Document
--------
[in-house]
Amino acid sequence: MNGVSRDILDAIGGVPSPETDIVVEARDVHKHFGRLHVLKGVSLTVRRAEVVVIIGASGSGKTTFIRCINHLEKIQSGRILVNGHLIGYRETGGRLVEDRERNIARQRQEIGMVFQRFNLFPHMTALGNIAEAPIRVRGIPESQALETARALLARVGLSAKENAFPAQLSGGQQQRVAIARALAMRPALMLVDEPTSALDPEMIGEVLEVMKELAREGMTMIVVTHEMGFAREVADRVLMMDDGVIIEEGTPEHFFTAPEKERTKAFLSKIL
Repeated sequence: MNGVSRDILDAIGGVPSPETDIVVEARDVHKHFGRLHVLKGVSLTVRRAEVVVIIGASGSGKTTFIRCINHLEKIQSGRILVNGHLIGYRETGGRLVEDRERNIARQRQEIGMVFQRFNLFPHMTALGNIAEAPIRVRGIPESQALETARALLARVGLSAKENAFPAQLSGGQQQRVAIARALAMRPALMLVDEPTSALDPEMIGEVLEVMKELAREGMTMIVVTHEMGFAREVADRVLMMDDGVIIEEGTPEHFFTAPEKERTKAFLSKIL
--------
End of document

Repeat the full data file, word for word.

[in-house]
Amino acid sequence: MNGVSRDILDAIGGVPSPETDIVVEARDVHKHFGRLHVLKGVSLTVRRAEVVVIIGASGSGKTTFIRCINHLEKIQSGRILVNGHLIGYRETGGRLVEDRERNIARQRQEIGMVFQRFNLFPHMTALGNIAEAPIRVRGIPESQALETARALLARVGLSAKENAFPAQLSGGQQQRVAIARALAMRPALMLVDEPTSALDPEMIGEVLEVMKELAREGMTMIVVTHEMGFAREVADRVLMMDDGVIIEEGTPEHFFTAPEKERTKAFLSKIL
Repeated sequence: MNGVSRDILDAIGGVPSPETDIVVEARDVHKHFGRLHVLKGVSLTVRRAEVVVIIGASGSGKTTFIRCINHLEKIQSGRILVNGHLIGYRETGGRLVEDRERNIARQRQEIGMVFQRFNLFPHMTALGNIAEAPIRVRGIPESQALETARALLARVGLSAKENAFPAQLSGGQQQRVAIARALAMRPALMLVDEPTSALDPEMIGEVLEVMKELAREGMTMIVVTHEMGFAREVADRVLMMDDGVIIEEGTPEHFFTAPEKERTKAFLSKIL